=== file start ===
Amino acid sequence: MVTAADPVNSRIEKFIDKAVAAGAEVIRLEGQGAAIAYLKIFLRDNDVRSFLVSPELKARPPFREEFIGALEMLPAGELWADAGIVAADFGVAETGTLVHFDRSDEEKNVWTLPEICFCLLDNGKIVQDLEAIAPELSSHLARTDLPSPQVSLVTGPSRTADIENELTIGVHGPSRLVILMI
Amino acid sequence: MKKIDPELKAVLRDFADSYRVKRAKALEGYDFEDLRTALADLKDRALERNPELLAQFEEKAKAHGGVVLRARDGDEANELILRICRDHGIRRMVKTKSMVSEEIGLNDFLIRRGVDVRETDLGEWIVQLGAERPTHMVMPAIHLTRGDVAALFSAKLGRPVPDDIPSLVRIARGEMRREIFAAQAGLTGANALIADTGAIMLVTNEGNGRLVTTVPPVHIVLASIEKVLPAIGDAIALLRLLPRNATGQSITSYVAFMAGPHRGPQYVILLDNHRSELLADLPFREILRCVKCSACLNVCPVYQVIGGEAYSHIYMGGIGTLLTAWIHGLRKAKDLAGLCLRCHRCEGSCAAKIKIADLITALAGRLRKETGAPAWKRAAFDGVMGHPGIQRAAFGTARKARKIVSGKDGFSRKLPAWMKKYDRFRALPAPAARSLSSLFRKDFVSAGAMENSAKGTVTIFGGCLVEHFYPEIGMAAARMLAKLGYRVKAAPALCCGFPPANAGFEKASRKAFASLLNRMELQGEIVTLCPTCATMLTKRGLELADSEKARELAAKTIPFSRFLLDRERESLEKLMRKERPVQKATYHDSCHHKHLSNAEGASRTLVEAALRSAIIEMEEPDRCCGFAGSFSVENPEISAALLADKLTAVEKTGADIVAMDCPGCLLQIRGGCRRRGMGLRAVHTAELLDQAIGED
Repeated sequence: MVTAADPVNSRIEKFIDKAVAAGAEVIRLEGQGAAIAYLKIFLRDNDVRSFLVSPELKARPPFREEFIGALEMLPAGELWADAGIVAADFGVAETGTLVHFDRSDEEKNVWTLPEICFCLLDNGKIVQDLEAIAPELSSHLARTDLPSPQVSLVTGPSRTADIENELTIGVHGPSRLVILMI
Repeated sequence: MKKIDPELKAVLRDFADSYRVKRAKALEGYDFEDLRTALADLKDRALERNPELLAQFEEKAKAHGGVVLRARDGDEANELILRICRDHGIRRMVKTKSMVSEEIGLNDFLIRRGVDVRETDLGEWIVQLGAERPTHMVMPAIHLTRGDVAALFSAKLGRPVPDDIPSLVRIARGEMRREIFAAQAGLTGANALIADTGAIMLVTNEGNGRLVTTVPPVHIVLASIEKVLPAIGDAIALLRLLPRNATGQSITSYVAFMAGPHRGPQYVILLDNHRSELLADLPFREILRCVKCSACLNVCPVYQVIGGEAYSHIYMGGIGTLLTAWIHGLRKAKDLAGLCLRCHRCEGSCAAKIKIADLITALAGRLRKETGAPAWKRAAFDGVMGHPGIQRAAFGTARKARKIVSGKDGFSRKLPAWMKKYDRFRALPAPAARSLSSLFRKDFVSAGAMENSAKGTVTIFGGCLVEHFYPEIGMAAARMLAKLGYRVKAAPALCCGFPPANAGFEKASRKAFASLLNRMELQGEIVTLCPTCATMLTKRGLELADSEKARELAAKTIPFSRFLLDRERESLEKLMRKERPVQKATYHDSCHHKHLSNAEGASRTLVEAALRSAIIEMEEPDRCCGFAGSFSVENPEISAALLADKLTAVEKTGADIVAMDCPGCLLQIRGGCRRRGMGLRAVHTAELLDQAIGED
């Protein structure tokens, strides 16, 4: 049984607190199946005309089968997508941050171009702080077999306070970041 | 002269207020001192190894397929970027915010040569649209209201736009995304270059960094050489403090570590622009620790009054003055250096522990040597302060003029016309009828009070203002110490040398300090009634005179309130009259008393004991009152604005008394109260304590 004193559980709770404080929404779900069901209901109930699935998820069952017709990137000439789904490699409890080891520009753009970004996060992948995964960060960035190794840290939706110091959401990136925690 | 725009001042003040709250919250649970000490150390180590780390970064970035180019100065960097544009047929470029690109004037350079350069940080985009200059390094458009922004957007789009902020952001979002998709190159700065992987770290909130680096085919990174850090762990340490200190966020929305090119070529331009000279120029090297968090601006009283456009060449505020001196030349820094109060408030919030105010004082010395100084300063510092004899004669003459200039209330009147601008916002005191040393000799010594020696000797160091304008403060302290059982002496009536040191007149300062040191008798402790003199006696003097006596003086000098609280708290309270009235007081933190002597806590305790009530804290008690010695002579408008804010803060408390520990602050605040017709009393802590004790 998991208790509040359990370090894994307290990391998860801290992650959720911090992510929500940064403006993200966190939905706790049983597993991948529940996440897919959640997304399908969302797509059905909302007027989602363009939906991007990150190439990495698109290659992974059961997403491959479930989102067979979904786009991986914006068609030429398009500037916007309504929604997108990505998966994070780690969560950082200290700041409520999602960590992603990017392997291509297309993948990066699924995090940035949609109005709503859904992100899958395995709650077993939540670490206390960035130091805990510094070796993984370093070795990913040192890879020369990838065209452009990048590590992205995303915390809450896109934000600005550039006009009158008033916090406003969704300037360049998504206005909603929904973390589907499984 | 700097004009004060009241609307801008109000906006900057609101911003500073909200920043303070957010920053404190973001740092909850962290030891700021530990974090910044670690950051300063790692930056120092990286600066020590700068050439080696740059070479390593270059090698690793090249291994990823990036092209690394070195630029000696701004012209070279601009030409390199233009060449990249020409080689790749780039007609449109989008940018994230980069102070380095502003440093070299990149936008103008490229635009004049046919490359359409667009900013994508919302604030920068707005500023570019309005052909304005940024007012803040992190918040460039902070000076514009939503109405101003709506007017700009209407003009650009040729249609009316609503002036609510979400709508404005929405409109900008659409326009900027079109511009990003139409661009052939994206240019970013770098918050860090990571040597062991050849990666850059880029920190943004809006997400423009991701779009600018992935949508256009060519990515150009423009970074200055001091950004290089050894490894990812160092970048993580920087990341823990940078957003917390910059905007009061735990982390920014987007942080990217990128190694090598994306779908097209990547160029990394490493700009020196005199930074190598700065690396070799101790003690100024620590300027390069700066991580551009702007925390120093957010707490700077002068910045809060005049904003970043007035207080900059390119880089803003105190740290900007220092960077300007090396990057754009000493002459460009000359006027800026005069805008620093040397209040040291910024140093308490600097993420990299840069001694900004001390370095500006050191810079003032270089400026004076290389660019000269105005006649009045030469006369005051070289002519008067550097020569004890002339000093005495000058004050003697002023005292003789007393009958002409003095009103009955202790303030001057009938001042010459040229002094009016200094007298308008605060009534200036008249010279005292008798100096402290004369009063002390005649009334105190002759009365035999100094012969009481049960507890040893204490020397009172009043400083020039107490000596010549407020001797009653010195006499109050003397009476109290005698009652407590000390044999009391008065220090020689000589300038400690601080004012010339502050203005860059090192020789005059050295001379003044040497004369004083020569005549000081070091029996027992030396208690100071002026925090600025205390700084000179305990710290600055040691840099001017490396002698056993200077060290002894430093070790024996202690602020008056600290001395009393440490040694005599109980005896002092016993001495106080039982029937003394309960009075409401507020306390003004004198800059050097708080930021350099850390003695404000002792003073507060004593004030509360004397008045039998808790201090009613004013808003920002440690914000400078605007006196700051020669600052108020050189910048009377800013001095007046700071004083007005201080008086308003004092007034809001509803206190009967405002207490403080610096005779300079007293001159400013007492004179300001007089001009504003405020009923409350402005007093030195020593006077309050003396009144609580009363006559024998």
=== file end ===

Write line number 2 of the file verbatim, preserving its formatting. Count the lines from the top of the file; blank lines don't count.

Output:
Amino acid sequence: MKKIDPELKAVLRDFADSYRVKRAKALEGYDFEDLRTALADLKDRALERNPELLAQFEEKAKAHGGVVLRARDGDEANELILRICRDHGIRRMVKTKSMVSEEIGLNDFLIRRGVDVRETDLGEWIVQLGAERPTHMVMPAIHLTRGDVAALFSAKLGRPVPDDIPSLVRIARGEMRREIFAAQAGLTGANALIADTGAIMLVTNEGNGRLVTTVPPVHIVLASIEKVLPAIGDAIALLRLLPRNATGQSITSYVAFMAGPHRGPQYVILLDNHRSELLADLPFREILRCVKCSACLNVCPVYQVIGGEAYSHIYMGGIGTLLTAWIHGLRKAKDLAGLCLRCHRCEGSCAAKIKIADLITALAGRLRKETGAPAWKRAAFDGVMGHPGIQRAAFGTARKARKIVSGKDGFSRKLPAWMKKYDRFRALPAPAARSLSSLFRKDFVSAGAMENSAKGTVTIFGGCLVEHFYPEIGMAAARMLAKLGYRVKAAPALCCGFPPANAGFEKASRKAFASLLNRMELQGEIVTLCPTCATMLTKRGLELADSEKARELAAKTIPFSRFLLDRERESLEKLMRKERPVQKATYHDSCHHKHLSNAEGASRTLVEAALRSAIIEMEEPDRCCGFAGSFSVENPEISAALLADKLTAVEKTGADIVAMDCPGCLLQIRGGCRRRGMGLRAVHTAELLDQAIGED